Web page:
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Cabuliwallah (The Fruitseller
(also known as Kabuliwala) by Rabindranath Tagore
The following questions and information should help you out with Tagore's Cabuliwallah. By reading through this lesson, you'll be better able to understand what this story is all about and give yourself some questions to think about! If you haven't already, click here to read the original short story and learn a little about Tagore.
A. Cabuliwallahs are peddlers or fruit sellers from
Kabul - a city in Afghanistan. Kabul is the capital city and has
been destroyed many times due to civil wars. In the past Kabul's
Khyber Pass, a mountain massage between Afghanistan and Pakistan,
has been fought over by British, Persians and Russians alike.
B. Tagore's story takes place in Calcutta. It is in eastern India in the state of West Bengal. The third largest city in India, it currently has a population of over 15 million. After you have read the story, list five or more elements unique to Indian culture which have been mentioned by Tagore.
Cabuliwallah is a pretty easy read, but you may want to remind yourself of the following definitions as you come across them in your reading.
The precarious nature of their relationship could be seen by the gestures each one made towards the other.
The Cabuliwallah had overcome the child's first terror by a judicious bribery of nuts and almonds, and the two were now great friends.
Noun: A word or phrase which substitutes a more pleasant expression in place of a more offensive one.
"Friendly fire" is simply a euphemism which means army members have accidentally killed one of their own soldiers.
At this point Mini's mother would intervene, imploring me to "beware of that man."
The beggar displayed his fettered hands to the village as they laughed cruelly at him.
Verb: to permeate or be present throughout; to fill
or spread through
After you read the story, try to answer the following questions to see if you stand what you've just read.
1. What does Mini, the author's daughter, have the tendency to often do? How do her parents feel about this?
2. Why is Mini frightened of the Cabuliwallah fruit seller?
3. What does the author do when he sees Mini with the Cabuliwallah's gifts? What does the Cabuliwallah do in return?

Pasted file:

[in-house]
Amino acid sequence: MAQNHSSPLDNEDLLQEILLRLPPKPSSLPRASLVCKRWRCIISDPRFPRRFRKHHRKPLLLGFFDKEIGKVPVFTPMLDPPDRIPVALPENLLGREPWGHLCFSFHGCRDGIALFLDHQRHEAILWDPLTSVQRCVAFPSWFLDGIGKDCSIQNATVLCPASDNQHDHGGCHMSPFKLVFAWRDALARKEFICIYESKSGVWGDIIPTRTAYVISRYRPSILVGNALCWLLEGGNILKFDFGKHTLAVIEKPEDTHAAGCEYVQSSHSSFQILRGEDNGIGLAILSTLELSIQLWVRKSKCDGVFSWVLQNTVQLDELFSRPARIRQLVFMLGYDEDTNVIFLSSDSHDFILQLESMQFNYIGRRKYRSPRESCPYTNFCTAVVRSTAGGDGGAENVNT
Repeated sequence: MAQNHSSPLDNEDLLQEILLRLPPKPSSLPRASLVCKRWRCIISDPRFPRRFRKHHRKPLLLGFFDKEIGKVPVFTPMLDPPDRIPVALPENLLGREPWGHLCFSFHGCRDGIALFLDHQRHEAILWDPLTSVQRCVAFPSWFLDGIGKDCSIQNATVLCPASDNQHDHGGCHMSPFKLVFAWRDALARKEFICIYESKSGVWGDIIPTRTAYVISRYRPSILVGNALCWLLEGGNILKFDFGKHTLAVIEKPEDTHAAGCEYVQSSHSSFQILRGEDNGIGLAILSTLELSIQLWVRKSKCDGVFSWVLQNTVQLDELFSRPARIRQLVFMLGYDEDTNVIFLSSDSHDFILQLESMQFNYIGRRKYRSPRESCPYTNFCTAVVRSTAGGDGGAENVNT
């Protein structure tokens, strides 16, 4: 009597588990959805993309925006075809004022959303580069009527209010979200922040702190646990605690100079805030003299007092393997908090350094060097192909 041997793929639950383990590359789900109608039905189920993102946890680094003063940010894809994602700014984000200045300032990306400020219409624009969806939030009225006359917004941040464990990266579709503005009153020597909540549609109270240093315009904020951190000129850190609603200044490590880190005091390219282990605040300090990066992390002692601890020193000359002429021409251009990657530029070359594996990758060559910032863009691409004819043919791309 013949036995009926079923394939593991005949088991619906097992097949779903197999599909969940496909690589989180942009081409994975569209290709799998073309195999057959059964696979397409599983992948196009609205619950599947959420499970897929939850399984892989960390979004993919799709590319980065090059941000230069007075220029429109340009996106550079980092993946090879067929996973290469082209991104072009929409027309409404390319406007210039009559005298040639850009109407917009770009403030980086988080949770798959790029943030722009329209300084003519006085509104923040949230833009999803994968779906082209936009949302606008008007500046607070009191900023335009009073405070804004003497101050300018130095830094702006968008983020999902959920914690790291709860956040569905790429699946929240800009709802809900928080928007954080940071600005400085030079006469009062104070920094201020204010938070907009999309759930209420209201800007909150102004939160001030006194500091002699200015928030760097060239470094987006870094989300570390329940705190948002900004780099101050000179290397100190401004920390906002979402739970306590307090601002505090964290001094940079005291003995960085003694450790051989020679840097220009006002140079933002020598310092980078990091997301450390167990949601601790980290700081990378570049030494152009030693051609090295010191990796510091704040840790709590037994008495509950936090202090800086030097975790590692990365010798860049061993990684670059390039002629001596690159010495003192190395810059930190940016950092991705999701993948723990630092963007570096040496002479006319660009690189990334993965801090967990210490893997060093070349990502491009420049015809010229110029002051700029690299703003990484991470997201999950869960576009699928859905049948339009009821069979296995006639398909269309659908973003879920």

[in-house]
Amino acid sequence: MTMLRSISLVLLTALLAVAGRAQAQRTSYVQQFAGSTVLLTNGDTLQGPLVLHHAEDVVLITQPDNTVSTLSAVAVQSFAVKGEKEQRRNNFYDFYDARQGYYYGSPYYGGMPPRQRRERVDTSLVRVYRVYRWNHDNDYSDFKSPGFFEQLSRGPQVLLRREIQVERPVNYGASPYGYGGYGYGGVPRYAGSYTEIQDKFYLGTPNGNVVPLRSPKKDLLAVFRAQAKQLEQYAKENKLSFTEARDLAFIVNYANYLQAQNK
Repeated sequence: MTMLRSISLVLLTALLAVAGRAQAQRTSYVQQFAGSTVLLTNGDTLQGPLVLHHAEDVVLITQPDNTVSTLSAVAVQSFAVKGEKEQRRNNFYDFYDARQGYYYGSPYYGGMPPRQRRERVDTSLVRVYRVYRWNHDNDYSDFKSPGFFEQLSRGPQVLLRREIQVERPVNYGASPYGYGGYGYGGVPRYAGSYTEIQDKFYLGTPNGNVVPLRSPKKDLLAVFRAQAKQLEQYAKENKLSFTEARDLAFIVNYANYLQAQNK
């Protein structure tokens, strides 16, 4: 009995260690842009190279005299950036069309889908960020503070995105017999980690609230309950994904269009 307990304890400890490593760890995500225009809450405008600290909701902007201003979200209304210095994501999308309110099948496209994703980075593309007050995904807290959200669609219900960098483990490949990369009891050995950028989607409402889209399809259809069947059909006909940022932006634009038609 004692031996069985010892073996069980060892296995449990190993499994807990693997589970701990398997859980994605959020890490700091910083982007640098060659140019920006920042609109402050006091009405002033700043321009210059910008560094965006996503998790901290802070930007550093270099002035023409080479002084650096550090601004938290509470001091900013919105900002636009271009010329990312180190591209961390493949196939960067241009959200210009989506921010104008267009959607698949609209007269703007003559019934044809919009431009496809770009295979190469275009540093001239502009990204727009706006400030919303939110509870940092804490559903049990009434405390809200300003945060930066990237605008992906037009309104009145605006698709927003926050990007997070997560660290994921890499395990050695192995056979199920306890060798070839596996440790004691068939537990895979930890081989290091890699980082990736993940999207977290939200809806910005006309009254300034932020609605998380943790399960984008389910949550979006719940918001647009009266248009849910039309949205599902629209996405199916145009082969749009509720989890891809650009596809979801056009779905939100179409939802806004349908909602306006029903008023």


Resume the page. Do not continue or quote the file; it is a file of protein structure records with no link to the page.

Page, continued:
4. How does the Cabuliwallah overcome Mini's fears of him?
5. What is the double meaning which the author conveys in "father-in-law's house"?
6. Why is Rahmun arrested?
7. How does the situation change the joke the Cabuliwallah and Mini had shared?
8. Who appears on the night of Mini's wedding? How has he changed?
9. What has Rahmun carried with him for many years? How does this change Mini's father's feelings?
10. What new meaning does Mini and Rahmun's old joke have?
11. What happens when Mini's father gives money to Rahmun? How does he think this will affect the festivities?
Analyzing the Text
Now that you understand the story quite well, it's time for you to put your noggin to good use. Consider these questions and answer them using your critical thinking skills. Look for examples in the text to back up your argument or opinion.
1. Analyze the relationship between Mini and Rahmun. What do they do with each other? How do they feel towards one another? Explain your answer with examples.
2. Predict what Rahmun and Mini's relationship would have been like if Rahmun had never gone to jail. How would both of their lives be different if they never separated?
3. Why does Rahmun develop a special friendship with young Mini? Do you think this is a good reason? Why or why not?
4. What underlying themes are in the story? What theme is highlighted by the change in Mini, according to Rahmun, by the end of the story?
5. What techniques does Tagore use to characterize Rahmun? Which of Rahmun's behaviors show that he loves his only daughter very much?
1. Pretend you are Rahmun. Write a letter to your daughter in the mountains of Afghanistan, telling her how you feel about her, what you keep always in your possession, and why you have been separated.
2. Write a wedding invitation for Rahmun.
3. Let's imagine that Mini and Rahmun were never separated. Write a short story describing their life and what their relationship would be like.
4. Pretend you are Rahmun writing from jail to your daughter. What would you say? What would you want her to know?
Active vs. Passive
One part of grammar is the relationship between active and passive voice.
In active voice the subject of the sentence performs the verb action: "The woman mailed the letter."
In passive voice, the subject doesn't perform the verb action: "The letter was mailed by the woman."
Here's an exercise for you: determine whether the following sentences are written in passive or active voice. Rewrite the passive voice sentences in active voice instead.